Saturday, June 5, 2010

Some Summer in Winter

In mid January, I left the cold, snowy Ithaca winter for somewhat warmer climes. For the rest of the month, I would be working with Nathan Senner, among other researchers, studying Whimbrels and Hudsonian Godwits. Our main goals over the course of the next three weeks would be to resight birds that were caught and banded in previous years in Chile, catch new birds to band, and try to find birds that Nathan caught in Alaska the summer before. Now, this may not sound to hard, but consider, the wintering population of Hudsonian Godwits on Chiloe, the place in Chile where we would be working, is roughly 8,000, with many thousands of Whimbrels as well. Finding where the large flocks gather, and then finding birds that have been flagged in years past is not always an easy task.

Most of our work would be done out of Chiloe, a large island that you can reach by a short ferry ride from the mainland. Keep in mind, this island is large… larger than Long Island in New York, for example. Chiloe is a unique island. Unlike most of the rest of Chile (the area around Puerto Montt is a huge exception), Chiloe has bays with large mudflats. These mudflats attract large numbers of godwits.

Chiloe is a beautiful place, and is full of small scale farms, pastures, hills, patches of woodland, bays, and beaches. The people are friendly, the food is great, and the weather was perfect. Many of the churches around Chiloe are also UNESCO World Heritage Sites. While they may not look like much from the outside, these churches were stunning inside, and had beautiful woodwork. Chiloe is also well known for its aquaculture. All of the bays and estuaries where we would look for birds also had a lot of aquaculture, where shellfish like muscles, oysters, and clams were farmed, and where salmon were farmed. Another activity around these mudflats was algae collecting. Many people living along the coast would harvest algae from these mudflats to later be sold. Aside from being unsustainable in many bays, the human, truck, and dog activity associated with algae collectors often had serious impacts on shorebird numbers in these locations. Finding a middle ground between poor algae collectors, the lucrative profits of aquaculture, and conservation is turning out to be very difficult, and is another discussion entirely.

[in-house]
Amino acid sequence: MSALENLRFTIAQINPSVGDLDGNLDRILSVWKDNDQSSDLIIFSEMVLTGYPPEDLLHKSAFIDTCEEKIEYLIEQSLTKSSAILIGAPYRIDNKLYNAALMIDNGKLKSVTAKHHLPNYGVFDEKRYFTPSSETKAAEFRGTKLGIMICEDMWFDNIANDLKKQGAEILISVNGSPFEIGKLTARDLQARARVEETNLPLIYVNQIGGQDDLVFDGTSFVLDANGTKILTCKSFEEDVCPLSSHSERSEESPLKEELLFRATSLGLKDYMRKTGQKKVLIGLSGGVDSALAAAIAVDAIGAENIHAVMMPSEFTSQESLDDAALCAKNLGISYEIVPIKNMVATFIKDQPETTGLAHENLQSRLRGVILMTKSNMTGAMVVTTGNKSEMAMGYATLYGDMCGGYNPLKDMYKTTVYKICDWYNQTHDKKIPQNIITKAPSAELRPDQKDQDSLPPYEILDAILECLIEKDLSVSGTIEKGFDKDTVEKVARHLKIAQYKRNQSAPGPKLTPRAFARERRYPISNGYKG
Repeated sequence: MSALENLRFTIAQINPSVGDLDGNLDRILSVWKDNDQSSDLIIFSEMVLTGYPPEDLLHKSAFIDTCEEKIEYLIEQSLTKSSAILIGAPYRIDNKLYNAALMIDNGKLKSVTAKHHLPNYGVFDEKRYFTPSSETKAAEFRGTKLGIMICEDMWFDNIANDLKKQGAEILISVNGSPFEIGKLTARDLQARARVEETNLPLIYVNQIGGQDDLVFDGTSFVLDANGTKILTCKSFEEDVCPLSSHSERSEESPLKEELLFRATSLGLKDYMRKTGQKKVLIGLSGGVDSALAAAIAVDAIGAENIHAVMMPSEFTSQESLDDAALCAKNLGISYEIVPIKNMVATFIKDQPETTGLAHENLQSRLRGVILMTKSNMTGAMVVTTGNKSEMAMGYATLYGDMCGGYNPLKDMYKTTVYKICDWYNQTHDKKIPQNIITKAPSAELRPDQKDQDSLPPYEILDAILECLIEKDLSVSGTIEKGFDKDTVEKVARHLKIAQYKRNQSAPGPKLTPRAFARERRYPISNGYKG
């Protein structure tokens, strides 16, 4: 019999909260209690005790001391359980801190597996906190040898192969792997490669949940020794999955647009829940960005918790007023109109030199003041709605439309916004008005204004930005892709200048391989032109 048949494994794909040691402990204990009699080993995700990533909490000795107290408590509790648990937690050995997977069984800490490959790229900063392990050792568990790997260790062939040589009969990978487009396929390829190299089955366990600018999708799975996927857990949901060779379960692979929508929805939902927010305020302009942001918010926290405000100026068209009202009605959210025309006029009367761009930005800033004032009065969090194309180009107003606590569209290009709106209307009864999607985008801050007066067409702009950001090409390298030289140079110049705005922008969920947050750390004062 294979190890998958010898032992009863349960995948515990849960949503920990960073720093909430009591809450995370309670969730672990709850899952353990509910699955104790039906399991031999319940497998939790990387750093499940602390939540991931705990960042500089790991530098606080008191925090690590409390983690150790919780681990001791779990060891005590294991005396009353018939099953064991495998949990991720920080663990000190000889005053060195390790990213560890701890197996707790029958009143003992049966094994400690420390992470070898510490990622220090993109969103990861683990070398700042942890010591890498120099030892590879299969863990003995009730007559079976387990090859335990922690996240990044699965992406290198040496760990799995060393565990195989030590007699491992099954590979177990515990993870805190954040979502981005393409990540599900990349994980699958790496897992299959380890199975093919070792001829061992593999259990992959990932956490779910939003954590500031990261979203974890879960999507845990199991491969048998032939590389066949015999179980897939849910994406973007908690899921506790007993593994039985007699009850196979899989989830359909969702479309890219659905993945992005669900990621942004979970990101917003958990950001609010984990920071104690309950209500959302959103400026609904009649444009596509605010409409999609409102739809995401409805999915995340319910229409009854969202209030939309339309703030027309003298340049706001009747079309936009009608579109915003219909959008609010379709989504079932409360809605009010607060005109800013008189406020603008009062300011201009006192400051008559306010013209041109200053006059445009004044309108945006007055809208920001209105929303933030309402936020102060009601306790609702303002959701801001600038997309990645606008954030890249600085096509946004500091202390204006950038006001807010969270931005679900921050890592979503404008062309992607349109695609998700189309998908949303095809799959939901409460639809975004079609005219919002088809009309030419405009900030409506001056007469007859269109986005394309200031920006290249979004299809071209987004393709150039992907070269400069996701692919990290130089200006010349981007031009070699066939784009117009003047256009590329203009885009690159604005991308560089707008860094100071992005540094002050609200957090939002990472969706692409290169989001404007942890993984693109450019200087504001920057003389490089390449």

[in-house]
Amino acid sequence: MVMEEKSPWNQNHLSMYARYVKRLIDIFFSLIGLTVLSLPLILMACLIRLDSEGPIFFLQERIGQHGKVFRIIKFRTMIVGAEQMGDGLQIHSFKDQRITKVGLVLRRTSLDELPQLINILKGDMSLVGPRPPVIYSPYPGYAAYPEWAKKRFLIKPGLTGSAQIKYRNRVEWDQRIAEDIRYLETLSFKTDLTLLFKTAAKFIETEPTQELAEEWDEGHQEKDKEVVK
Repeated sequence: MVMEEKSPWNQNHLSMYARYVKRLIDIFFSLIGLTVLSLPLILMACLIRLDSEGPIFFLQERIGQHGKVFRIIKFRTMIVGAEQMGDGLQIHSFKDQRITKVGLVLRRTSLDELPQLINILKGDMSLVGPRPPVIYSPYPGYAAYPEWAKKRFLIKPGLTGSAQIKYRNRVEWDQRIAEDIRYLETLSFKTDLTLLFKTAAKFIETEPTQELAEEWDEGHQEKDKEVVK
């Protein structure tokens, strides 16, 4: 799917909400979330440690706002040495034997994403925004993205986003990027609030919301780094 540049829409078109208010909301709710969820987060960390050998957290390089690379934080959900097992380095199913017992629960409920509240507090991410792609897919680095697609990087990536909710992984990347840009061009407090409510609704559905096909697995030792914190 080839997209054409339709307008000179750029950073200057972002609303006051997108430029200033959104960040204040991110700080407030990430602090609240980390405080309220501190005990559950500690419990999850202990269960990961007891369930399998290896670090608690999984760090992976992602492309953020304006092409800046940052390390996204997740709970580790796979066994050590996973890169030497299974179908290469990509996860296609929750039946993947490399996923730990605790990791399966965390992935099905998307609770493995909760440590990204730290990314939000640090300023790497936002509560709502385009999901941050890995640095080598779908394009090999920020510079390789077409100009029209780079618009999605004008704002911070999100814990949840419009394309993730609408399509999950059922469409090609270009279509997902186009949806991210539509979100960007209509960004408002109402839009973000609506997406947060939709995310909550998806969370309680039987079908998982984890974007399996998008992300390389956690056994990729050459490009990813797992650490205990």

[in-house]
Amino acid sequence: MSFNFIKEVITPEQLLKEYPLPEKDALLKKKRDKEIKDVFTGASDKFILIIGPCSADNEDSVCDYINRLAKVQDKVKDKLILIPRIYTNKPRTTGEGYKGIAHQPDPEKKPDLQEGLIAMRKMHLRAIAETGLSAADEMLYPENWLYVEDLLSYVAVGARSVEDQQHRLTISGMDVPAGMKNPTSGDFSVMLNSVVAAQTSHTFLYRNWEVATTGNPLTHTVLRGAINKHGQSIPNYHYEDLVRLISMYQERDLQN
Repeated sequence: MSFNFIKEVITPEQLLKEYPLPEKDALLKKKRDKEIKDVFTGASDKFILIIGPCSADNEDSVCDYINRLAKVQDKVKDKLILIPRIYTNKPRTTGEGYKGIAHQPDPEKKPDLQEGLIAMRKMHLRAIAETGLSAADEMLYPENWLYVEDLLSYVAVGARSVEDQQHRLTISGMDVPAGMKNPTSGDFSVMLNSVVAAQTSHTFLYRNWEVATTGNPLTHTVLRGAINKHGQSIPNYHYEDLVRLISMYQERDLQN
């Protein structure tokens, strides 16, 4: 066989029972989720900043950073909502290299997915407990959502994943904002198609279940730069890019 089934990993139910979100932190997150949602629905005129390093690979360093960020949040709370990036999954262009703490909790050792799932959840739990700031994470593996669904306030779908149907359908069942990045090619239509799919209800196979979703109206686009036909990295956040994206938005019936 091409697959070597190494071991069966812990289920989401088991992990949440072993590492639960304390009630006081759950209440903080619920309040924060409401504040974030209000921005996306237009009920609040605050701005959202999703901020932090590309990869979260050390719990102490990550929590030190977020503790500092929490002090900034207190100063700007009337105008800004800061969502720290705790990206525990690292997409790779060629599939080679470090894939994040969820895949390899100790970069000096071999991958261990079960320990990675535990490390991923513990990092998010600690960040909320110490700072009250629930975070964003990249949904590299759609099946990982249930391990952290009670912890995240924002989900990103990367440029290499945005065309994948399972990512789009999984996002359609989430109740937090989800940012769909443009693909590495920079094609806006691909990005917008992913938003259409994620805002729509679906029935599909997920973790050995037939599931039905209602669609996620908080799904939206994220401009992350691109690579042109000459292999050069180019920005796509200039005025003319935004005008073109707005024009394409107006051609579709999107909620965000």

For now, enjoy these pictures of the beauty and scenery of Chiloe!

A ferry ride from the mainland to Chiloe

Tracks across the mud in search of godwits

View of a beach where godwits like to roost

View of the bay from our cabin

Lots of aquaculture in the bay

The countryside of Chiloe

One of the many churches that are scattered around Chiloe

Not on Chiloe, but a view of some montane habitat on the western edge of the Andes

No comments:

Post a Comment